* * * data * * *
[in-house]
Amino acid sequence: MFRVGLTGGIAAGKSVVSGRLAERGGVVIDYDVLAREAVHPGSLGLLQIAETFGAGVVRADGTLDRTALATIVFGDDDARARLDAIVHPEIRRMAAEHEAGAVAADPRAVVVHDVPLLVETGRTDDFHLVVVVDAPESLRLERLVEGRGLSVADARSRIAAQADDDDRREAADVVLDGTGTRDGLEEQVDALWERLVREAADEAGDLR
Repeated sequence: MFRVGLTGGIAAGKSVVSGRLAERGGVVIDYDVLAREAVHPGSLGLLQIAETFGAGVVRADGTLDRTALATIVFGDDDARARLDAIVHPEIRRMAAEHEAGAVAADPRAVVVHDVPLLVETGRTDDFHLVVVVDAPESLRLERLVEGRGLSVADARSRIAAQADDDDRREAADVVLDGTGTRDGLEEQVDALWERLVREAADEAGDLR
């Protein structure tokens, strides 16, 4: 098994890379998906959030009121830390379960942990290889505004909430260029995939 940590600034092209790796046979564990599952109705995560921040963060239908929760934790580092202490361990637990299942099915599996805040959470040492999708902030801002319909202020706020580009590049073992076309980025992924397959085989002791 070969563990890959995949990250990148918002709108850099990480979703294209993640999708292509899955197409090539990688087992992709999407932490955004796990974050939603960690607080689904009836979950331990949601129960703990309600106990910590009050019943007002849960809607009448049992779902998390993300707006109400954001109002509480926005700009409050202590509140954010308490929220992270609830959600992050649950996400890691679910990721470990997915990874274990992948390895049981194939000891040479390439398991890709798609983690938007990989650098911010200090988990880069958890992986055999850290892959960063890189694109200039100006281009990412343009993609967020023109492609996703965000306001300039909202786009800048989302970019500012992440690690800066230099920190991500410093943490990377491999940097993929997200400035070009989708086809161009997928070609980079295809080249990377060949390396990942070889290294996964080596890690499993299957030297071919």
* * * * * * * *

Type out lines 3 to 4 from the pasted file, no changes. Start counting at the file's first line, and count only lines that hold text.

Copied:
Repeated sequence: MFRVGLTGGIAAGKSVVSGRLAERGGVVIDYDVLAREAVHPGSLGLLQIAETFGAGVVRADGTLDRTALATIVFGDDDARARLDAIVHPEIRRMAAEHEAGAVAADPRAVVVHDVPLLVETGRTDDFHLVVVVDAPESLRLERLVEGRGLSVADARSRIAAQADDDDRREAADVVLDGTGTRDGLEEQVDALWERLVREAADEAGDLR
């Protein structure tokens, strides 16, 4: 098994890379998906959030009121830390379960942990290889505004909430260029995939 940590600034092209790796046979564990599952109705995560921040963060239908929760934790580092202490361990637990299942099915599996805040959470040492999708902030801002319909202020706020580009590049073992076309980025992924397959085989002791 070969563990890959995949990250990148918002709108850099990480979703294209993640999708292509899955197409090539990688087992992709999407932490955004796990974050939603960690607080689904009836979950331990949601129960703990309600106990910590009050019943007002849960809607009448049992779902998390993300707006109400954001109002509480926005700009409050202590509140954010308490929220992270609830959600992050649950996400890691679910990721470990997915990874274990992948390895049981194939000891040479390439398991890709798609983690938007990989650098911010200090988990880069958890992986055999850290892959960063890189694109200039100006281009990412343009993609967020023109492609996703965000306001300039909202786009800048989302970019500012992440690690800066230099920190991500410093943490990377491999940097993929997200400035070009989708086809161009997928070609980079295809080249990377060949390396990942070889290294996964080596890690499993299957030297071919």